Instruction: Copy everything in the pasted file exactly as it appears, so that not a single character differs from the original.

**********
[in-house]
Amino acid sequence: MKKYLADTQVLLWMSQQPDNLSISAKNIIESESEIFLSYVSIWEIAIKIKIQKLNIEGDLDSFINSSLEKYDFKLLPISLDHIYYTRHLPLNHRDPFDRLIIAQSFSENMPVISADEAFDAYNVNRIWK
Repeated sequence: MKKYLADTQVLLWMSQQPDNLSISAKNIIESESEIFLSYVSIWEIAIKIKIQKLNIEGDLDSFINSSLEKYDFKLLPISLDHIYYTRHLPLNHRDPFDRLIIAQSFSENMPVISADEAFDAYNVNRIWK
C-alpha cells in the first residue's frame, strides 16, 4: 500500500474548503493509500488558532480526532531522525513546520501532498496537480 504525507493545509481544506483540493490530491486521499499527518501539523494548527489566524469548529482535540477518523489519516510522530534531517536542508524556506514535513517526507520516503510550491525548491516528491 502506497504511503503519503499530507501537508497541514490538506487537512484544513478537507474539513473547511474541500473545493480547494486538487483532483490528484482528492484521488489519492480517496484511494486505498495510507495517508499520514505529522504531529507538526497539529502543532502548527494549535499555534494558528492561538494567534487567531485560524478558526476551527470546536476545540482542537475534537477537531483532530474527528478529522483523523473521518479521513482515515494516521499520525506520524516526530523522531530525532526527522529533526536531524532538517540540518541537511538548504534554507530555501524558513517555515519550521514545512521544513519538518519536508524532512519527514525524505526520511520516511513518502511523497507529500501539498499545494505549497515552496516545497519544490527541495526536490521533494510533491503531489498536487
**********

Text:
[in-house]
Amino acid sequence: MKKYLADTQVLLWMSQQPDNLSISAKNIIESESEIFLSYVSIWEIAIKIKIQKLNIEGDLDSFINSSLEKYDFKLLPISLDHIYYTRHLPLNHRDPFDRLIIAQSFSENMPVISADEAFDAYNVNRIWK
Repeated sequence: MKKYLADTQVLLWMSQQPDNLSISAKNIIESESEIFLSYVSIWEIAIKIKIQKLNIEGDLDSFINSSLEKYDFKLLPISLDHIYYTRHLPLNHRDPFDRLIIAQSFSENMPVISADEAFDAYNVNRIWK
C-alpha cells in the first residue's frame, strides 16, 4: 500500500474548503493509500488558532480526532531522525513546520501532498496537480 504525507493545509481544506483540493490530491486521499499527518501539523494548527489566524469548529482535540477518523489519516510522530534531517536542508524556506514535513517526507520516503510550491525548491516528491 502506497504511503503519503499530507501537508497541514490538506487537512484544513478537507474539513473547511474541500473545493480547494486538487483532483490528484482528492484521488489519492480517496484511494486505498495510507495517508499520514505529522504531529507538526497539529502543532502548527494549535499555534494558528492561538494567534487567531485560524478558526476551527470546536476545540482542537475534537477537531483532530474527528478529522483523523473521518479521513482515515494516521499520525506520524516526530523522531530525532526527522529533526536531524532538517540540518541537511538548504534554507530555501524558513517555515519550521514545512521544513519538518519536508524532512519527514525524505526520511520516511513518502511523497507529500501539498499545494505549497515552496516545497519544490527541495526536490521533494510533491503531489498536487